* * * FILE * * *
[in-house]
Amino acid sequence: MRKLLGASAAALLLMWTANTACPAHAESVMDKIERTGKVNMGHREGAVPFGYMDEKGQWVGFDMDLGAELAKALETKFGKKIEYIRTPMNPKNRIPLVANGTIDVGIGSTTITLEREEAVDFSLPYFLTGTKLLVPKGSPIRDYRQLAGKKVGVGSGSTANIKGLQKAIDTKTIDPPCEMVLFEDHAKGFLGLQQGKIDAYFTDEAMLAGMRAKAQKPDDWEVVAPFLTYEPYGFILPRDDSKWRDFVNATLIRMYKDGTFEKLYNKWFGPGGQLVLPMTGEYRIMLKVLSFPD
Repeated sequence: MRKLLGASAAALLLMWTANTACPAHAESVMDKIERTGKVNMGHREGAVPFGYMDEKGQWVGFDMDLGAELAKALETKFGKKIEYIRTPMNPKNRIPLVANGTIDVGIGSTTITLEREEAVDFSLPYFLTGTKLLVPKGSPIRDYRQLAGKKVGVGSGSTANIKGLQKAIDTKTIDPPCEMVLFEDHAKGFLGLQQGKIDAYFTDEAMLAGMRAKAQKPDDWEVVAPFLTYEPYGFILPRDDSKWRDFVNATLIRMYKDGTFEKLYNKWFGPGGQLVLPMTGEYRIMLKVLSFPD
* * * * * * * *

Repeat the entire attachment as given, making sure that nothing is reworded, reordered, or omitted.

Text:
[in-house]
Amino acid sequence: MRKLLGASAAALLLMWTANTACPAHAESVMDKIERTGKVNMGHREGAVPFGYMDEKGQWVGFDMDLGAELAKALETKFGKKIEYIRTPMNPKNRIPLVANGTIDVGIGSTTITLEREEAVDFSLPYFLTGTKLLVPKGSPIRDYRQLAGKKVGVGSGSTANIKGLQKAIDTKTIDPPCEMVLFEDHAKGFLGLQQGKIDAYFTDEAMLAGMRAKAQKPDDWEVVAPFLTYEPYGFILPRDDSKWRDFVNATLIRMYKDGTFEKLYNKWFGPGGQLVLPMTGEYRIMLKVLSFPD
Repeated sequence: MRKLLGASAAALLLMWTANTACPAHAESVMDKIERTGKVNMGHREGAVPFGYMDEKGQWVGFDMDLGAELAKALETKFGKKIEYIRTPMNPKNRIPLVANGTIDVGIGSTTITLEREEAVDFSLPYFLTGTKLLVPKGSPIRDYRQLAGKKVGVGSGSTANIKGLQKAIDTKTIDPPCEMVLFEDHAKGFLGLQQGKIDAYFTDEAMLAGMRAKAQKPDDWEVVAPFLTYEPYGFILPRDDSKWRDFVNATLIRMYKDGTFEKLYNKWFGPGGQLVLPMTGEYRIMLKVLSFPD